Diana Fayt's blog One Black Bird is one of my regular reads and lately she's been having guest bloggers, which I think is a brilliant idea. She's always got insightful posts about her studio practice and related topics and is a great artist and thinker in her own right, but I wanted to bring to light a recent post by guest blogger Laura Zindel as I think it raises a very important issue about "green" ceramics, which I know for me is always in the back of my mind in my own pursuit to be not only a thoughtful consumer in my day to day life, living in the most sustainable means possible, but also finding a way to bring this into my ceramic practice which is by it's nature not very eco-friendly. It's a great topic for discussion so I hope you'll check it out.

Colourful geometry and soft, subtle fluidity of clay.

I think it's sometimes weird how my attraction to different ceramic styles develops. Some seem to be obvious aesthetics for me to be drawn to and others are sometimes quite far removed from my own working aesthetic that they are almost another language, yet I still find I can acquire inspiration from the whole spectrum of varied styles and processes which make ceramics so unique. I thought this week I'd spend a bit of time introducing some work that I've recently fallen in love with, have been inspired by for a while or have had in the back of my mind for years now.

This first artist I just recently discovered via the Toronto Outdoor Art Exhibition's website which has a great database of participating artists from the last few years. Frederique Bonmatin's work stood out to me because of the crisp colors and dramatic geometric lines. He's a potter from Montreal and although his website is in french it's easy enough to find the gallery section and he does correspond in english if you're interested in further info about the work.





His work also reminds me of the work of Ettore Sottsass whose work I've found inspirational since discovering a book on his work at a small used book store in London in 1999. I'm particularly drawn to his Tantra Ceramics from about 1969 which have had an obvious influence on my latest series of functional stoneware. Here's another website with info and images.

Another artist I came across via the TOAE website is Danny Choi. I just love these "Torso Flasks"



These pieces were developed while Danny was a student at Sheridan and are thrown and altered, creating a beautiful movement with the clay that shows the sensibility of the artist. Here are a few more pieces of Danny's which I find captivating.





I find in my own work I lean towards the more geometric structured aesthetic as the graceful movement of pliable soft clay often alludes me and when I do try it looks overworked and contrived. Yet from the boldness of colors to the subtlety of traditional celadons and copper glazes, from the drama of geometry and architecture inspired forms to the material properties playing centre stage, I just can't get enough. It's all just so darn inspiring!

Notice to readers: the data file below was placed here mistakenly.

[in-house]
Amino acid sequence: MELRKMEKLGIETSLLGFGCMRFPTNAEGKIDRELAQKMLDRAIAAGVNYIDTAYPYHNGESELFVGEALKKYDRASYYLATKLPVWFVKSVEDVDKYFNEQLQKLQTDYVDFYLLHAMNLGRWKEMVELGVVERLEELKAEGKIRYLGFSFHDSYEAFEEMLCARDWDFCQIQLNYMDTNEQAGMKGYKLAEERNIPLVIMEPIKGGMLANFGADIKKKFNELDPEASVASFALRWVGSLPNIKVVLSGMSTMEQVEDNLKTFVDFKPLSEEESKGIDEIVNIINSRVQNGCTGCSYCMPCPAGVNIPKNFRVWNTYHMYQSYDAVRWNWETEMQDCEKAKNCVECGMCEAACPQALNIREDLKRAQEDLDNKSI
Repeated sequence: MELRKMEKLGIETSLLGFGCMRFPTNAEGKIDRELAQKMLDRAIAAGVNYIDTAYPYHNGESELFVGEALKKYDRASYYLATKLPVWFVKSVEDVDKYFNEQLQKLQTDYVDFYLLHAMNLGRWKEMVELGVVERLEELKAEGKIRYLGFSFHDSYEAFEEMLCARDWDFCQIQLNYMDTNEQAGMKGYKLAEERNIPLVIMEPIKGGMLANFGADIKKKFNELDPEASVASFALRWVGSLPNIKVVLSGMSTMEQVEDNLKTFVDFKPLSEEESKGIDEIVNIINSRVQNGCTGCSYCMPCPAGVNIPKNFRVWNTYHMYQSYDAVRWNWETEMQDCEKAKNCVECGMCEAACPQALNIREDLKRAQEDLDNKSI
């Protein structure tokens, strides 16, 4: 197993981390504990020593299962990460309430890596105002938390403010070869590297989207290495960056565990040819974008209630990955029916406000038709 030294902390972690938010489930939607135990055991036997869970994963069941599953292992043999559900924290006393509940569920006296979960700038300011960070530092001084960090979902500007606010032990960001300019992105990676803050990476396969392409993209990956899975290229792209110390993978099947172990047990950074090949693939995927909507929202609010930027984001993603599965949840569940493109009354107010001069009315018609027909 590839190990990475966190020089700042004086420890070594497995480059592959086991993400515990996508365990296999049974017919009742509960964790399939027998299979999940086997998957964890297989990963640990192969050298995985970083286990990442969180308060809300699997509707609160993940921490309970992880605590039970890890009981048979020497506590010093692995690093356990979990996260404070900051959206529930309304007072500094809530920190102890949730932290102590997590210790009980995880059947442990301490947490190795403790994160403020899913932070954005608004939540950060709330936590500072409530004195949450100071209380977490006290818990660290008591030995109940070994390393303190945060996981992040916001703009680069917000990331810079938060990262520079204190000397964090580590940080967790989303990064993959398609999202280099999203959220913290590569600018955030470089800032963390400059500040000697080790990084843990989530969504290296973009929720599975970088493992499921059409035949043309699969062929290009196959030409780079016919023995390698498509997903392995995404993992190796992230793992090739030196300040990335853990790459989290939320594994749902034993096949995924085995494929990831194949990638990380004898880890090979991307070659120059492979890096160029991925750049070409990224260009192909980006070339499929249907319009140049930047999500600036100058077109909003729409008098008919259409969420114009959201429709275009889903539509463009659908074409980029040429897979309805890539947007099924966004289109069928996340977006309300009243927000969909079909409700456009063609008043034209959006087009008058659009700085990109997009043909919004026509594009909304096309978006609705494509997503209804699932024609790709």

Thursday, 19 July 2007

New studio assistant.



Okay, I realize that this is now 2 pictures of my cat on the blog and I promise not to turn into someone who talks about and shows constant pics of their pets and children, I swear there is no photo of my cat in my wallet! But this was just too cute. It's a late friday night in the studio and she's been patiently keeping me company. Takes up more than her share of the bench though!

Well time for a break, the weekend is going to be ridiculously hot so I'm taking a bit of a breather. I've got a few things i'm putting together for next week, hopefully a few artist profiles so keep an eye out.

Have a great weekend where ever you are!

Monday, 16 July 2007

New direction with brown pots.

When I was working on my masters I was introduced to Southern Ice Porcelain which was unlike anything I had ever worked with before. I quickly fell in love with the ease of achieving translucency and the stark white of the fired clay. For the past four years now I have been working almost exclusively with the clay for my functional work. However last fall during my semester as artist in residence at the Red Deer College I began slowly to experiment with other clay bodies again. I began looking for a clay that I could use in contrast to the white porcelain. At first I thought of working with glazes and making some darker, matte black pieces, but that juxtaposition seemed to obvious and overdone. So I thought of my reasoning for loving the Southern Ice so much and it was because of the inherent properties of the clay, and thus I set out to find a clay body that I would appreciate for it's material properties and then figure out the glazing later. I ended up working with Plainsmen H440 and 443 which is an iron rich clay that fires to a darker brown in reduction and interestingly somewhat mimics a traditional stoneware look in highfire oxidation (which I have yet to really explore and experiment with). I found that the speckling of the iron and and richness of the color were an interesting mix for the porcelain. I'm still at the beginning stages of this investigation with the claybody, partially as I have limited access to gas kilns right now, but so far I'm intrigued by the path it's taking. I think there's still lots left to be refined and exploited with this new material, but I thought I'd post a few pics in the meantime.